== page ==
I get wary whenever I contemplate another book about a “good Nazi.” If they were so good, how did they wind up being a Nazi? Aaah, because their fathers were super NAZIS, but they never were. This is the story of a talented Jewish prisoner who played the piano for a cruel Commandant and his son. Jewish prisoners did many things to save their own lives, including using their artistic or musical talent in order to stay alive and hopefully to share some of their gains with family. Hanna Mendel, the younger daughter of a middle-class Jewish family is a talented, prize-winning young pianist whose career is cut short when she, her parents, and her older sister, Erika, are ordered out of the Hungarian ghetto, Debrecen, to be “resettled” in Auschwitz-Birkenau. After a devastating train journey in a cattle car that robs her fastidious mother of what was left of her sanity, Hannah meets her piano teacher in the camp, who advises Hannah to apply to audition for the orchestra with the various “perks” to which the orchestra is privy. Orchestras played to accompany their camp-mates marching off to slave labor and even to the ovens. Those who had talent used it, not only for their own gain, but also on behalf of their fellow inmates. Hannah, who is a comely blonde even with shaved head, auditions for the orchestra, but is to play for the Commandant instead, and is selected from the four contestants by his silent, morose son. Hannah is now able to keep her older sister, Erika, alive through the bits of food she is able to smuggle for her. There are other examples of survival strategies throughout the story and it soon becomes evident that there are no longer any simple solutions or simple judgments in Hanna’s life and neither are the camp characters all good or all bad. This review is not going to reveal anything further except to guarantee you will like the book very, very much. Recommended for ages 12 and up.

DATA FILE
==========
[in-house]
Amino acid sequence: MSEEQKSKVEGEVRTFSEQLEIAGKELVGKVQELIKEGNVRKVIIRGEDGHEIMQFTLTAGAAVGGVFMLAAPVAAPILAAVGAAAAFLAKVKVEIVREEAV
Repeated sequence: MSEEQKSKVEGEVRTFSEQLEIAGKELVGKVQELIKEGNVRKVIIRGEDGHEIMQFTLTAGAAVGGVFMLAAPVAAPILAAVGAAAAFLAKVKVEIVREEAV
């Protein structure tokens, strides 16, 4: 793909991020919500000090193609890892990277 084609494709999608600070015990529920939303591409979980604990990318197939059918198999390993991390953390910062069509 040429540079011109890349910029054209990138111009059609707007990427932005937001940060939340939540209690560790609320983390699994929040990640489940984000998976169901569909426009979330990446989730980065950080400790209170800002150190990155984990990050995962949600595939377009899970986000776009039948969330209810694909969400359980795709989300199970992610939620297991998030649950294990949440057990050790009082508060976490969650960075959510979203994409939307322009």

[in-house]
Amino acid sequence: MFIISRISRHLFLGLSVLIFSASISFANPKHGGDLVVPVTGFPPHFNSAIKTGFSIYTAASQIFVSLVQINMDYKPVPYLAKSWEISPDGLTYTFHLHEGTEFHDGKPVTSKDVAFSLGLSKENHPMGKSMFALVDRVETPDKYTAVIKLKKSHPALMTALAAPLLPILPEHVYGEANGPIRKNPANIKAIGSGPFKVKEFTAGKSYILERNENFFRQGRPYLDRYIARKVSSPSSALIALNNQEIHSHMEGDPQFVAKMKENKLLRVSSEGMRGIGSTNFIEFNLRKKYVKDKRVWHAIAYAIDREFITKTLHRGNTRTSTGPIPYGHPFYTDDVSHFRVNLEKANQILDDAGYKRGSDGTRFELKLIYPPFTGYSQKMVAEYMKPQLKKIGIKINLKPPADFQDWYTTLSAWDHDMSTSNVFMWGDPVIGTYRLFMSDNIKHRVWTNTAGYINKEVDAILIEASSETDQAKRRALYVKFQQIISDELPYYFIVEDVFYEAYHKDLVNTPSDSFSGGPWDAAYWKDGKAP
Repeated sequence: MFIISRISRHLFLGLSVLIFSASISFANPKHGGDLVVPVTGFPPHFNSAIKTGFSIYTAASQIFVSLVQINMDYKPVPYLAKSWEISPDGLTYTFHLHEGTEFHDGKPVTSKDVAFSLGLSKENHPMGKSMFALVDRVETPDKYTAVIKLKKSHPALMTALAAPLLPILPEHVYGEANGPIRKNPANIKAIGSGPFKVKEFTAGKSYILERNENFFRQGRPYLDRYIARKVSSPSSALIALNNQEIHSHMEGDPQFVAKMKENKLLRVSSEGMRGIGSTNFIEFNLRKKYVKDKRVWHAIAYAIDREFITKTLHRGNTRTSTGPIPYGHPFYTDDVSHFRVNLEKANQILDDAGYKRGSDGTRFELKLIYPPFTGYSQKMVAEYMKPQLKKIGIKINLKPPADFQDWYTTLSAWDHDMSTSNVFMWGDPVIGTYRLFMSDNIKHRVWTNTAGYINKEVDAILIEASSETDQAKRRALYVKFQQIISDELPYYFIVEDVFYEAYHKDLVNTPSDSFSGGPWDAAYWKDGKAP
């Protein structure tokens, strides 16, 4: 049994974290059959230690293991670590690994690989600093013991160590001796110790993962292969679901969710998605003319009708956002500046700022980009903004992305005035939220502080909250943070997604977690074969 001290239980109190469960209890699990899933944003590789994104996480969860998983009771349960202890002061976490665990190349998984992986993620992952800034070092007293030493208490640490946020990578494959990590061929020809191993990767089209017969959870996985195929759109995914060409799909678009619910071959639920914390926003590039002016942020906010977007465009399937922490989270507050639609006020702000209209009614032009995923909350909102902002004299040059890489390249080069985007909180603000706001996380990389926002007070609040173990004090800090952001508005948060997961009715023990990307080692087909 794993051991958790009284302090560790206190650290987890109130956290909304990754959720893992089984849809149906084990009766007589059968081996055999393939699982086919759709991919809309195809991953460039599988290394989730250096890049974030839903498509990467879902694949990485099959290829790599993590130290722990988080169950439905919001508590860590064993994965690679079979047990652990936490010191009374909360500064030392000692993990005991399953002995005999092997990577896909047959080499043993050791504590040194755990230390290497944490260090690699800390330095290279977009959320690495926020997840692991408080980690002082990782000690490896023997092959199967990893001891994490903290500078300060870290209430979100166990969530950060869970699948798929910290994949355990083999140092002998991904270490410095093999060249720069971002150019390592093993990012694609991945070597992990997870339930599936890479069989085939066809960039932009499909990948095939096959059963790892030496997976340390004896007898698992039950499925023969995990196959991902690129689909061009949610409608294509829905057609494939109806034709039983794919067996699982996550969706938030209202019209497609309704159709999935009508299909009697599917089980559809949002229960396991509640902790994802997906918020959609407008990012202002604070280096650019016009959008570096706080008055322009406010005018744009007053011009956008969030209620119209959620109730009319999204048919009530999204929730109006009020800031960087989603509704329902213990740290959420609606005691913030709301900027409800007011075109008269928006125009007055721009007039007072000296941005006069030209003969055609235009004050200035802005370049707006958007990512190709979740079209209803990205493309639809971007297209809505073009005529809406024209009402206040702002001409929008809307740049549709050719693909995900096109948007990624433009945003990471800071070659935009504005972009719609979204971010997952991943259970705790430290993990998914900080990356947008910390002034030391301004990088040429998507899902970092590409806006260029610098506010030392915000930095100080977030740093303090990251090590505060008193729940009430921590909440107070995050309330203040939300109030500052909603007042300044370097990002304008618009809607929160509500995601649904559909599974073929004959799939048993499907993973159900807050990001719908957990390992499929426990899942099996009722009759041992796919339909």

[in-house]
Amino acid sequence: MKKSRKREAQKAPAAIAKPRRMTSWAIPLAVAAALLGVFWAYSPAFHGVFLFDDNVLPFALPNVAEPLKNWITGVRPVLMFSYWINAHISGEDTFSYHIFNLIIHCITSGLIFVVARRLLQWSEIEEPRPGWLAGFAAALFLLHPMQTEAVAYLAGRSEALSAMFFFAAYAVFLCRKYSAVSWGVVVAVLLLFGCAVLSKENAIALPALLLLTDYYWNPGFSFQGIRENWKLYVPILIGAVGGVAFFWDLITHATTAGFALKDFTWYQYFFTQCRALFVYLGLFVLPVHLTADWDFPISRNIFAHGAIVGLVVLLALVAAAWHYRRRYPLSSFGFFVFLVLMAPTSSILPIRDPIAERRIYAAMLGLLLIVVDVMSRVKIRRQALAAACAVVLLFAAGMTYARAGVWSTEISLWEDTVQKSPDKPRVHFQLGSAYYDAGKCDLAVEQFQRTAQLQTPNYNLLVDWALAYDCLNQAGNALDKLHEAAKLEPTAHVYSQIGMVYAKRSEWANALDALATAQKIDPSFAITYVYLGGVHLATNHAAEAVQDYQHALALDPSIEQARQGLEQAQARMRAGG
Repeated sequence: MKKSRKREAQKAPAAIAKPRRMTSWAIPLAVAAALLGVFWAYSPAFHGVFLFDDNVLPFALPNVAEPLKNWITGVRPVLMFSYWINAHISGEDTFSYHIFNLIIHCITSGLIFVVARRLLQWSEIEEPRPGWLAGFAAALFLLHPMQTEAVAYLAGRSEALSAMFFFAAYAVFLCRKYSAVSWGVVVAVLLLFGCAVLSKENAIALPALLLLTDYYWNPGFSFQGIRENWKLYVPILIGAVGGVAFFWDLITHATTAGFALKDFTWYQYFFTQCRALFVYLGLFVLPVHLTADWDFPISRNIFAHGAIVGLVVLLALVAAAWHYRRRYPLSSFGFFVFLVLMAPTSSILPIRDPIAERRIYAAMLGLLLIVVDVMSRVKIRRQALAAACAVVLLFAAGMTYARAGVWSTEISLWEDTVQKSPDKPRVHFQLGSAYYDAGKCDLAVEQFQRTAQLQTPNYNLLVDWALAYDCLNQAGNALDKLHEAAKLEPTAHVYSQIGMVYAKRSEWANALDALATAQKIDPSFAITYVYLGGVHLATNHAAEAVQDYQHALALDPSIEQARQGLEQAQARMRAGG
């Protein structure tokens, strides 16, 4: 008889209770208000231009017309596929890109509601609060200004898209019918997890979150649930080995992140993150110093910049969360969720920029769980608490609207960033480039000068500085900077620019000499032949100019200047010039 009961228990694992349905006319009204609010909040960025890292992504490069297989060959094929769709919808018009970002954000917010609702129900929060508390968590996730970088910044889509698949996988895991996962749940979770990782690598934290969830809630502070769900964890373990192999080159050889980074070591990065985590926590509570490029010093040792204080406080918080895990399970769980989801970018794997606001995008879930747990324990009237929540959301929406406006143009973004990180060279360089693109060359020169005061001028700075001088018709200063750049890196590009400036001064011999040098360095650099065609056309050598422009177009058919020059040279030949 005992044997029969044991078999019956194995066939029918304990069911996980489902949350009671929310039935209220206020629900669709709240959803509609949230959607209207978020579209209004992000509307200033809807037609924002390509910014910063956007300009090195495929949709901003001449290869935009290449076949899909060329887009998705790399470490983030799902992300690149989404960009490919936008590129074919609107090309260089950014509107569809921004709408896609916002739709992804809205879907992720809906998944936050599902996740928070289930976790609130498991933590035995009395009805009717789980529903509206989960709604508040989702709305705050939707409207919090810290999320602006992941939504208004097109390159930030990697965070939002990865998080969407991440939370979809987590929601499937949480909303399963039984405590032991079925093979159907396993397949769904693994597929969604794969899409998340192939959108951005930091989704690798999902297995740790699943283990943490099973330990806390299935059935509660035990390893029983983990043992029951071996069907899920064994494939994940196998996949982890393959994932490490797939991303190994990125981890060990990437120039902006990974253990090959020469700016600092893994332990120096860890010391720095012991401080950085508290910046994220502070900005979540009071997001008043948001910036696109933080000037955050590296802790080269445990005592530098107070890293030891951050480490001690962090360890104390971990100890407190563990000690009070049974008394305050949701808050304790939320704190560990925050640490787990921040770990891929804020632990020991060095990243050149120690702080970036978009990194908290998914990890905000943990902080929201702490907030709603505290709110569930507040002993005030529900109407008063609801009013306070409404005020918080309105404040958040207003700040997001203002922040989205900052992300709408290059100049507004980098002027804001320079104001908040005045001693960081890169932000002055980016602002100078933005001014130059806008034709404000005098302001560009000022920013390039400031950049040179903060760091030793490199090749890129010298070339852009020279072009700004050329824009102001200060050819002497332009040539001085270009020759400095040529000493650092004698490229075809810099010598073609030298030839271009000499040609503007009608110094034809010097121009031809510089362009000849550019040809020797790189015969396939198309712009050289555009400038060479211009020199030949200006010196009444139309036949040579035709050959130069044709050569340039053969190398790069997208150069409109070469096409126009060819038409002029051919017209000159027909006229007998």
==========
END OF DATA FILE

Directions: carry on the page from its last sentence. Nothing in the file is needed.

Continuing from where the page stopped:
Playing for the Commandant
Marcia W. Posner, Ph.D., of the Holocaust Memorial and Tolerance Center of Nassau County, is the library and program director. An author and playwright herself, she loves reviewing for JBW and reading all the other reviews and articles in this marvelous periodical.
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